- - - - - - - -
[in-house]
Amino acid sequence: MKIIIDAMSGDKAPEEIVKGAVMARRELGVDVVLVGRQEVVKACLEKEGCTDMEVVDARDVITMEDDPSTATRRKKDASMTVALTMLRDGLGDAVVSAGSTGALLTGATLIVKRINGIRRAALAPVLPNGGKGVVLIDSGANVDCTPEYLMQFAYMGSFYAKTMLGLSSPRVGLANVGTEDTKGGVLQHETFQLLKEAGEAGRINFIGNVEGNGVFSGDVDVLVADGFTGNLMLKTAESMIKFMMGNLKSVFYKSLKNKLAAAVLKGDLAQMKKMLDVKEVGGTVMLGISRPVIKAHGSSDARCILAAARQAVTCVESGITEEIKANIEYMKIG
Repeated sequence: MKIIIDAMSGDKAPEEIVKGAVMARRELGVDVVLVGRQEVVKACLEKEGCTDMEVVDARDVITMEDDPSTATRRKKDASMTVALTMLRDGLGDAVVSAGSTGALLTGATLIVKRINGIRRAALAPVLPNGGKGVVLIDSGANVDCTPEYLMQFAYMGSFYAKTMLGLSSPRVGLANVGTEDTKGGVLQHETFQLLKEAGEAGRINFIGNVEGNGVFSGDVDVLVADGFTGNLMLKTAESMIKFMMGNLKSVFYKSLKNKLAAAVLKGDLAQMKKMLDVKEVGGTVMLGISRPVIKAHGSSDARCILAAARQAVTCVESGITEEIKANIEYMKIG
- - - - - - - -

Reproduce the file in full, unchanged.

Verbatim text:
[in-house]
Amino acid sequence: MKIIIDAMSGDKAPEEIVKGAVMARRELGVDVVLVGRQEVVKACLEKEGCTDMEVVDARDVITMEDDPSTATRRKKDASMTVALTMLRDGLGDAVVSAGSTGALLTGATLIVKRINGIRRAALAPVLPNGGKGVVLIDSGANVDCTPEYLMQFAYMGSFYAKTMLGLSSPRVGLANVGTEDTKGGVLQHETFQLLKEAGEAGRINFIGNVEGNGVFSGDVDVLVADGFTGNLMLKTAESMIKFMMGNLKSVFYKSLKNKLAAAVLKGDLAQMKKMLDVKEVGGTVMLGISRPVIKAHGSSDARCILAAARQAVTCVESGITEEIKANIEYMKIG
Repeated sequence: MKIIIDAMSGDKAPEEIVKGAVMARRELGVDVVLVGRQEVVKACLEKEGCTDMEVVDARDVITMEDDPSTATRRKKDASMTVALTMLRDGLGDAVVSAGSTGALLTGATLIVKRINGIRRAALAPVLPNGGKGVVLIDSGANVDCTPEYLMQFAYMGSFYAKTMLGLSSPRVGLANVGTEDTKGGVLQHETFQLLKEAGEAGRINFIGNVEGNGVFSGDVDVLVADGFTGNLMLKTAESMIKFMMGNLKSVFYKSLKNKLAAAVLKGDLAQMKKMLDVKEVGGTVMLGISRPVIKAHGSSDARCILAAARQAVTCVESGITEEIKANIEYMKIG